US congressman Ritchie Neal says Northern Ireland Protocol dispute 'a manufactured issue'

The leader of a delegation of visiting US politicians has suggested the dispute about the Northern Ireland protocol appears to be a "manufactured" issue and could be "ironed out quickly".

Congressman Richie Neal was speaking in Dublin following meetings with the President of Ireland and the Foreign Affairs Minister Simon Coveney.

He is on a four-day visit to the Republic and Northern Ireland with the US House of Representatives' Ways and Means Committee, which he chairs.He has already visited London for talks with Foreign Secretary Liz Truss.

Last week she outlined plans to scrap parts of the protocol.

"The protocol dispute seems to me to be a manufactured issue," Mr Neal said.

"I have on this delegation people who are experts at trade and they also would confirm that they think these issues on the trade front, if that's really the dispute, could be ironed out quickly."

He has also claimed "only 7%" of voters in the Assembly election cast the vote on the issue of the protocol.

Unionists reacted angrily to Mr Neal's comments.

DUP Leader Sir Jeffrey Donaldson said, in a tweet: "If Richie Neal believes that distorting the truth about election results and ignoring the totality of unionist opposition to the protocol will safeguard the Belfast/Good Friday Agreement then he merely exposes his own ignorance and prejudice and slavish adherence to Sinn Fein dogma."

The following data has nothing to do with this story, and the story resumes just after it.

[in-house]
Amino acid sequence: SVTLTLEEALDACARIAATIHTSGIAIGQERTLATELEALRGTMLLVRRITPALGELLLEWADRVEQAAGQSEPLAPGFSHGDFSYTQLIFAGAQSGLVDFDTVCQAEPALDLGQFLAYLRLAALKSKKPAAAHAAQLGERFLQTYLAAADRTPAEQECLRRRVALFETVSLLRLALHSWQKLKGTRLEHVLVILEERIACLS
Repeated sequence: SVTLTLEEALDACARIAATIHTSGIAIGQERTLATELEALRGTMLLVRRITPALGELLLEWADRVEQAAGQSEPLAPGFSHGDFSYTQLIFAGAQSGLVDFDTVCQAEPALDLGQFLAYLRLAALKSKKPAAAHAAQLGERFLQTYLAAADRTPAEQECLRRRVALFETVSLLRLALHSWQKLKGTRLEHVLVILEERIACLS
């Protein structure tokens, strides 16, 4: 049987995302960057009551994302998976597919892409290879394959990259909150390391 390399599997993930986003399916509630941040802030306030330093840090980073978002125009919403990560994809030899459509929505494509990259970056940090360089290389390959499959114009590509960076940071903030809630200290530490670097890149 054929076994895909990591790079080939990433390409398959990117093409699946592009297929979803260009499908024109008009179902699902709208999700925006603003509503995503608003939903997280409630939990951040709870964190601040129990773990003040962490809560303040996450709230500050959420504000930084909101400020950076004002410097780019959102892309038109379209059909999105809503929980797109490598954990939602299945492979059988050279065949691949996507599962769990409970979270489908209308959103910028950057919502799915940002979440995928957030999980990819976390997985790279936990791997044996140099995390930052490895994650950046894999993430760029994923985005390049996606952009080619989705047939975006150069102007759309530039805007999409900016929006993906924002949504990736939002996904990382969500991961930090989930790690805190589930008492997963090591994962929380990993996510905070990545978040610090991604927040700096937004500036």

UUP Leader Doug Beattie tweeted in response to the comments: "Unbelievable - is this really helping the situation in any way?"

UTVs Political Correspondent Vicki Hawthorne has the latest.

The US delegates have been visiting the Republic of Ireland this week and are also expected to visit Northern Ireland later in the week.

Earlier, Sinn Féin President Mary-Lou McDonald welcomed their intervention.

She said the delegation reiterated to her party the view from the US that the Good Friday Agreement must be protected, that the protocol is here to stay, that there are established avenues to smooth out of the matters of concern and that weeks on from the election the Stormont Executive needs to be formed.

There has been controversy over the protocol since its inception.

Created to avoid the return of checkpoints along the Irish border, after years of negotiation it was agreed that new Brexit regulatory and customs processes would be placed along the Irish Sea.

Both London and Brussels agreed to this as part of the final Brexit negotiations.

Since its implementation in early 2021, the EU and UK have agreed that the protocol does not work as smoothly as it should, and both sides engaged in further negotiations.

Grace periods were introduced for some new Brexit trade rules in the protocol, meaning retailers and exporters do not yet have to adhere to all the checks and standards required.

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